In general, there are two options open to individuals filing bankruptcy in New Hampshire. Chapter 7 is also known as straight liquidation bankruptcy because the debtor’s nonexempt assets are liquidated, and the proceeds are used to pay off debts. Chapter 13 bankruptcy involves the establishment of a payment plan and is open to debtors who have regular income.
In order to file under Chapter 7, debtors must first pass the means test; those who earn more than the median income in New Hampshire may have difficulty passing the means test. With exceptions for student, tax, child support and other special debts, most debts will be discharged at the conclusion of the process. However, the action may only be filed once every eight years.
In a Chapter 13 bankruptcy, the debtor enters into a payment plan for a term of between three and five years. Payment amounts are based on the debtor’s income after allowance is made for things like food, shelter and other necessities. In order to qualify for Chapter 13, the debtor must have unsecured debt and secured debt totaling less than the amounts described by the bankruptcy codes. Once the debtor completes the payment plan, the remaining debts may be discharged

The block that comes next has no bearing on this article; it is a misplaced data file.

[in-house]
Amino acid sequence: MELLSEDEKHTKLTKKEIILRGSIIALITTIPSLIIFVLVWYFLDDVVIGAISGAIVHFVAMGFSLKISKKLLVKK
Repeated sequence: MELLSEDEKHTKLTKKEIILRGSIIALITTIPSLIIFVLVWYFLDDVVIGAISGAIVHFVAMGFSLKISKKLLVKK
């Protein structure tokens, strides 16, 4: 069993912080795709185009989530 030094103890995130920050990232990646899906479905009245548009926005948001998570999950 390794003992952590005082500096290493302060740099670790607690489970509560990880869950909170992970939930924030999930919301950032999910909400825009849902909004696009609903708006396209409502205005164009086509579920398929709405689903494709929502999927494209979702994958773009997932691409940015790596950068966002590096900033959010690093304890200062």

Under either chapter, the debtor must complete pre-bankruptcy credit counseling from an approved agency within 180 days prior to filing. It may be possible to preserve a vehicle or the home in Chapter 7 or Chapter 13, depending on the circumstances of the case.
Those who have questions about the differences between the Chapter 7 and Chapter 13 bankruptcy may want to consult an attorney. An attorney may be able to assist in organization and preparation for bankruptcy or may be able to suggest alternative means of dealing with debt.
Source: American Bar Association , “General Comparison of Chapter 7 and Chapter 13 Bankruptcy“, October 01, 2014